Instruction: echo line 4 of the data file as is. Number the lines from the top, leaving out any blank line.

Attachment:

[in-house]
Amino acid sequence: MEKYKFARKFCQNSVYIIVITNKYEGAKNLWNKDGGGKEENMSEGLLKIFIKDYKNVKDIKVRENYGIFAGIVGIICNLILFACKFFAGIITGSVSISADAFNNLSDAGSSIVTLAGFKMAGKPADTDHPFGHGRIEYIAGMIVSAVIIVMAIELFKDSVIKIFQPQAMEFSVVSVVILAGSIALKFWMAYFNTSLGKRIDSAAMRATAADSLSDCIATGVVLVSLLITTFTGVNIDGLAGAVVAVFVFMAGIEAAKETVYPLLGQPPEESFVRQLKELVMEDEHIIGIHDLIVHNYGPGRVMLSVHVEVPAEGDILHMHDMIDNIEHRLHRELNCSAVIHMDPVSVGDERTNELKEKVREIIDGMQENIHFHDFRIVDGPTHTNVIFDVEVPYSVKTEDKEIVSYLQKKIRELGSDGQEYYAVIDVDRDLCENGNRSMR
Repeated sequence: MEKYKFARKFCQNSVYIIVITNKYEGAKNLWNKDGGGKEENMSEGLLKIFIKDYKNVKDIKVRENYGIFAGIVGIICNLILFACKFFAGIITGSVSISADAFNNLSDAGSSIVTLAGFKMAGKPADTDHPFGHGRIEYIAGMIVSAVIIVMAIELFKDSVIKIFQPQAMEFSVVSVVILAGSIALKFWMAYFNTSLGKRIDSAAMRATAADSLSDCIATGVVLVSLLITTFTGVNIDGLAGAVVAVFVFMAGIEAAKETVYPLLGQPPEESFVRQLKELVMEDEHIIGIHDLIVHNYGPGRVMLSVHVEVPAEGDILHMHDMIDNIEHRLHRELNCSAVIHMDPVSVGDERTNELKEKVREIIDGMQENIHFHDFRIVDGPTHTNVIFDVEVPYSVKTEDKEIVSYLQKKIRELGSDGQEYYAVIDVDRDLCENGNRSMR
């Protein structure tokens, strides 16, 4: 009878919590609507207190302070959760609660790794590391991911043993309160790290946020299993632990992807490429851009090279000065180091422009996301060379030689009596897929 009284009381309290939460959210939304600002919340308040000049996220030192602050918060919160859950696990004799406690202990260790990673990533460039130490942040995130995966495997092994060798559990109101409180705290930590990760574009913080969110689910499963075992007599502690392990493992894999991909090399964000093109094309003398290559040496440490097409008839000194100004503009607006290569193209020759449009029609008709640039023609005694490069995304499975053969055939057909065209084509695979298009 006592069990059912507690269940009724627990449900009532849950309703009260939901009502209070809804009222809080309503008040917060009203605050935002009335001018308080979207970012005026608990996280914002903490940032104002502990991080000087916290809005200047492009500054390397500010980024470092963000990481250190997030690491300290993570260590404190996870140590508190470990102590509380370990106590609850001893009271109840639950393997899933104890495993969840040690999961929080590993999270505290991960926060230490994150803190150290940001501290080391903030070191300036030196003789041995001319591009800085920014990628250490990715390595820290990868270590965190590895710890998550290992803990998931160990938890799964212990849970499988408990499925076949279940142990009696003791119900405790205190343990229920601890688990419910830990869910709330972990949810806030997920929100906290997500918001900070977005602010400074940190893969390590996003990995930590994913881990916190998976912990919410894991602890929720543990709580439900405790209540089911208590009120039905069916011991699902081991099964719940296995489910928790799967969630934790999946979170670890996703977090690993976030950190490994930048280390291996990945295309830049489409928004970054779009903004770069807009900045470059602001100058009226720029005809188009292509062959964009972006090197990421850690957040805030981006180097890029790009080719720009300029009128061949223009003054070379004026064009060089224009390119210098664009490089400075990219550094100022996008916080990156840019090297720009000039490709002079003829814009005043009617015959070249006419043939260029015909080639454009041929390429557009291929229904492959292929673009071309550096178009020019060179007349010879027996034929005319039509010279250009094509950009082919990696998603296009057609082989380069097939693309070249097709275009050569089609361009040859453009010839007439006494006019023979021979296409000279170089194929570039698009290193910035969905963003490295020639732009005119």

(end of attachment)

């Protein structure tokens, strides 16, 4: 009878919590609507207190302070959760609660790794590391991911043993309160790290946020299993632990992807490429851009090279000065180091422009996301060379030689009596897929 009284009381309290939460959210939304600002919340308040000049996220030192602050918060919160859950696990004799406690202990260790990673990533460039130490942040995130995966495997092994060798559990109101409180705290930590990760574009913080969110689910499963075992007599502690392990493992894999991909090399964000093109094309003398290559040496440490097409008839000194100004503009607006290569193209020759449009029609008709640039023609005694490069995304499975053969055939057909065209084509695979298009 006592069990059912507690269940009724627990449900009532849950309703009260939901009502209070809804009222809080309503008040917060009203605050935002009335001018308080979207970012005026608990996280914002903490940032104002502990991080000087916290809005200047492009500054390397500010980024470092963000990481250190997030690491300290993570260590404190996870140590508190470990102590509380370990106590609850001893009271109840639950393997899933104890495993969840040690999961929080590993999270505290991960926060230490994150803190150290940001501290080391903030070191300036030196003789041995001319591009800085920014990628250490990715390595820290990868270590965190590895710890998550290992803990998931160990938890799964212990849970499988408990499925076949279940142990009696003791119900405790205190343990229920601890688990419910830990869910709330972990949810806030997920929100906290997500918001900070977005602010400074940190893969390590996003990995930590994913881990916190998976912990919410894991602890929720543990709580439900405790209540089911208590009120039905069916011991699902081991099964719940296995489910928790799967969630934790999946979170670890996703977090690993976030950190490994930048280390291996990945295309830049489409928004970054779009903004770069807009900045470059602001100058009226720029005809188009292509062959964009972006090197990421850690957040805030981006180097890029790009080719720009300029009128061949223009003054070379004026064009060089224009390119210098664009490089400075990219550094100022996008916080990156840019090297720009000039490709002079003829814009005043009617015959070249006419043939260029015909080639454009041929390429557009291929229904492959292929673009071309550096178009020019060179007349010879027996034929005319039509010279250009094509950009082919990696998603296009057609082989380069097939693309070249097709275009050569089609361009040859453009010839007439006494006019023979021979296409000279170089194929570039698009290193910035969905963003490295020639732009005119």